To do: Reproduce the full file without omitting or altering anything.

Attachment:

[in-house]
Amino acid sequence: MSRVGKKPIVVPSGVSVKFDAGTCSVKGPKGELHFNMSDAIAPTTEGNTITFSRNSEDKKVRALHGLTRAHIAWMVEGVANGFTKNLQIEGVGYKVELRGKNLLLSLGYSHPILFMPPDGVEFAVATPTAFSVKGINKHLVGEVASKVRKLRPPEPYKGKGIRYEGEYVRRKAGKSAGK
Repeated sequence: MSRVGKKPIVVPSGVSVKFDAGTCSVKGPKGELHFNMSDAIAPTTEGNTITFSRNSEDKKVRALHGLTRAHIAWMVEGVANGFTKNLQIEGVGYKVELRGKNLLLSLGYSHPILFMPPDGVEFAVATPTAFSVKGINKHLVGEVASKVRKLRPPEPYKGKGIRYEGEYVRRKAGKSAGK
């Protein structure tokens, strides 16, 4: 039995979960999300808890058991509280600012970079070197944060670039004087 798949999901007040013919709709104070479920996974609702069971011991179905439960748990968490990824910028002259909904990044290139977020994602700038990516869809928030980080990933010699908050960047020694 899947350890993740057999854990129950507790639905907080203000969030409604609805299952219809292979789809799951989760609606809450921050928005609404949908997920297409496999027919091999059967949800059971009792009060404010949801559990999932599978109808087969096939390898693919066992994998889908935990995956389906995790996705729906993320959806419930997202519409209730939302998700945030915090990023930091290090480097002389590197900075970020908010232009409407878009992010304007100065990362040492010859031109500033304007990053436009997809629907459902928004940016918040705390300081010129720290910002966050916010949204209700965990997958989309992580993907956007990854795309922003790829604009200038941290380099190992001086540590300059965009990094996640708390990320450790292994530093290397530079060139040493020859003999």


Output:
[in-house]
Amino acid sequence: MSRVGKKPIVVPSGVSVKFDAGTCSVKGPKGELHFNMSDAIAPTTEGNTITFSRNSEDKKVRALHGLTRAHIAWMVEGVANGFTKNLQIEGVGYKVELRGKNLLLSLGYSHPILFMPPDGVEFAVATPTAFSVKGINKHLVGEVASKVRKLRPPEPYKGKGIRYEGEYVRRKAGKSAGK
Repeated sequence: MSRVGKKPIVVPSGVSVKFDAGTCSVKGPKGELHFNMSDAIAPTTEGNTITFSRNSEDKKVRALHGLTRAHIAWMVEGVANGFTKNLQIEGVGYKVELRGKNLLLSLGYSHPILFMPPDGVEFAVATPTAFSVKGINKHLVGEVASKVRKLRPPEPYKGKGIRYEGEYVRRKAGKSAGK
């Protein structure tokens, strides 16, 4: 039995979960999300808890058991509280600012970079070197944060670039004087 798949999901007040013919709709104070479920996974609702069971011991179905439960748990968490990824910028002259909904990044290139977020994602700038990516869809928030980080990933010699908050960047020694 899947350890993740057999854990129950507790639905907080203000969030409604609805299952219809292979789809799951989760609606809450921050928005609404949908997920297409496999027919091999059967949800059971009792009060404010949801559990999932599978109808087969096939390898693919066992994998889908935990995956389906995790996705729906993320959806419930997202519409209730939302998700945030915090990023930091290090480097002389590197900075970020908010232009409407878009992010304007100065990362040492010859031109500033304007990053436009997809629907459902928004940016918040705390300081010129720290910002966050916010949204209700965990997958989309992580993907956007990854795309922003790829604009200038941290380099190992001086540590300059965009990094996640708390990320450790292994530093290397530079060139040493020859003999």